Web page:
Counsellor Shrybman: The Doubter
One thing is for sure: for the next two decades or more, constitutional law professors in every law university in Canada will be rubbing their hands in delight at being able to present to law students the report of a commissioner into electoral fraud, and a point-by-point analysis of the . . . → Read More: CuriosityCat: Robocon: Why Law Professors will rub their hands with glee over the Commissioner’s Report
Stephen Harper has faced many a scandal before, and has weathered each one. In the lead up to the 2011 election, it seemed like something new popped up each day – there was Bev Oda’s orange juice and trouble with “nots”, Bruce Carson’s fraud charges and escorts, Jason Kenney’s use of government resources to target . . . → Read More: Calgary Grit: Is the big blue machine slowing down?
Assorted content for your Sunday reading.
– Gerald Kaplan discusses how the privileges of power have contributed to the utterly callous response to the Lac-Mégantic rail explosion by Stephen Harper and Ed Burkhardt: For me, of all Burkhardt’s outrageous statements nothing surpasses his public accusation that the train’s engineer, Tom Harding, was responsible for the . . . → Read More: Accidental Deliberations: Sunday Morning Links
If my password-protected database was used in the commission of a crime… I would call the police immediately.
Also, I would expect same database to be seized by the police during the investigation.
But that’s just me, I guess.
The Federal Court ruling states that “there was an orchestrated effort to suppress votes during the 2011 election campaign by a person with access to the [Conservative Party’s] CIMS database.” An attack on Canadian democracy.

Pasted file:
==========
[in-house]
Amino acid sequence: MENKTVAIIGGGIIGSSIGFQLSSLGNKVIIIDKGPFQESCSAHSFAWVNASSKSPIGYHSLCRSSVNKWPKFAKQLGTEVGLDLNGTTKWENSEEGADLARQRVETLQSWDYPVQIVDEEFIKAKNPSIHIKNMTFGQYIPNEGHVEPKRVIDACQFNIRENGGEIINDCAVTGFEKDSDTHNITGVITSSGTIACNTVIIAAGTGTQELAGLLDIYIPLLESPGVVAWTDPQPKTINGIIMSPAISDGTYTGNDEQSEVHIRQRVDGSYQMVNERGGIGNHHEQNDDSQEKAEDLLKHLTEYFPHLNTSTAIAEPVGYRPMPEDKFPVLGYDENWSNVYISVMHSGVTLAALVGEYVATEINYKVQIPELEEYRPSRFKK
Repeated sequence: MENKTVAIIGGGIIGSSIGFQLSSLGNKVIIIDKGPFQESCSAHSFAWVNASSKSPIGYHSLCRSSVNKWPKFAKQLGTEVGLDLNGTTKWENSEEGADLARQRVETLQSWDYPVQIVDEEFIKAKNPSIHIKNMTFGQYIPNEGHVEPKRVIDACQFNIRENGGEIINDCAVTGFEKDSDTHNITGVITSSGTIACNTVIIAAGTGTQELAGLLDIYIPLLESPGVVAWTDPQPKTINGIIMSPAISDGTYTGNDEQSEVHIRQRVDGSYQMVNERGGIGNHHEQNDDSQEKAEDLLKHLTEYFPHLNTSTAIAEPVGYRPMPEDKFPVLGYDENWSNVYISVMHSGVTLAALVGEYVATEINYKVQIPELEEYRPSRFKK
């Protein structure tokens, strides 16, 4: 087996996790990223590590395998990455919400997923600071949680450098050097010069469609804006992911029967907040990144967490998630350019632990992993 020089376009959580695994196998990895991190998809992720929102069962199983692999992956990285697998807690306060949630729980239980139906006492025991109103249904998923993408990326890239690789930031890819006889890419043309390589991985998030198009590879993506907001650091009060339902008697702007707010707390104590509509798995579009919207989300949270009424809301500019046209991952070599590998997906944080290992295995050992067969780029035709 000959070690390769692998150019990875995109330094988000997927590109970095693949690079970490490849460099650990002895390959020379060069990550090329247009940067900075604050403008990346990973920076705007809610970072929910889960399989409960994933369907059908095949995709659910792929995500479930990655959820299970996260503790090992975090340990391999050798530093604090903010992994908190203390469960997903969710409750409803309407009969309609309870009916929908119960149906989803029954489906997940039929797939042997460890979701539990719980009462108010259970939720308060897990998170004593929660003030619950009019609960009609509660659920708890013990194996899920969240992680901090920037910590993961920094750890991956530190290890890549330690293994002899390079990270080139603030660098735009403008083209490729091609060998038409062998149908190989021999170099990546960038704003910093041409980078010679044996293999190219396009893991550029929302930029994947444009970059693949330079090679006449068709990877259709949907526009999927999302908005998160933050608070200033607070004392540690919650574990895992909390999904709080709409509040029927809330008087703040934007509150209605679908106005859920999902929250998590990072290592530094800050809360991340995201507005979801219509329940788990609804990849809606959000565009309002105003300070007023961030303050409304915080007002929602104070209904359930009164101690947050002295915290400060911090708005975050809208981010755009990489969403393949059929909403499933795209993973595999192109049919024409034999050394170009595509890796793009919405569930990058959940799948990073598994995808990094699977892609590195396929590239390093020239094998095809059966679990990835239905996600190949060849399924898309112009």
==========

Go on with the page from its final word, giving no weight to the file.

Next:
The post Robocalls: Fed Court’s Election Fraud Finding Implicates Conservatives appeared first on The Canadian Progressive.
Thursday, May 3 saw yet another debate over the Cons’ use of time allocation – this time respecting the omnibus budget bill which features so many radical changes that demand serious discussion. And not surprisingly, the opposition parties raised plenty of entirely valid concerns, while the Cons obfuscated and ran out the clock.
The Big . . . → Read More: Accidental Deliberations: Parliament in Review: May 3, 2012
My name is Jennifer Smith, and I’m a robocaller.No, not that robocaller. Compared to Mr. Poutine I’m small potatoes, really. I just called a few hundred of my supporters in Ward 2 in Milton on the eve of the 2010 municipal election to remind them to ge… . . . → Read More: Runesmith’s Canadian Content: Confessions of a RoboCaller
My name is Jennifer Smith, and I’m a robocaller.
No, not that robocaller. Compared to Mr. Poutine I’m small potatoes, really. I just called a few hundred of my supporters in Ward 2 in Milton on the eve of the 2010 municipal election to remind them to get out and vote for me as . . . → Read More: Runesmith’s Canadian Content: Confessions of a RoboCaller
This and that for your Tuesday reading.
– In the latest on Robocon, John Ivison rightly notes that the scandal figures to give many Canadians a long-overdue first look at the Cons’ computerized voter information. Meanwhile, Glen McGregor and Stephen Maher note that the Cons’ spending in last year’s election campaign is coming under scrutiny . . . → Read More: Accidental Deliberations: Tuesday Afternoon Links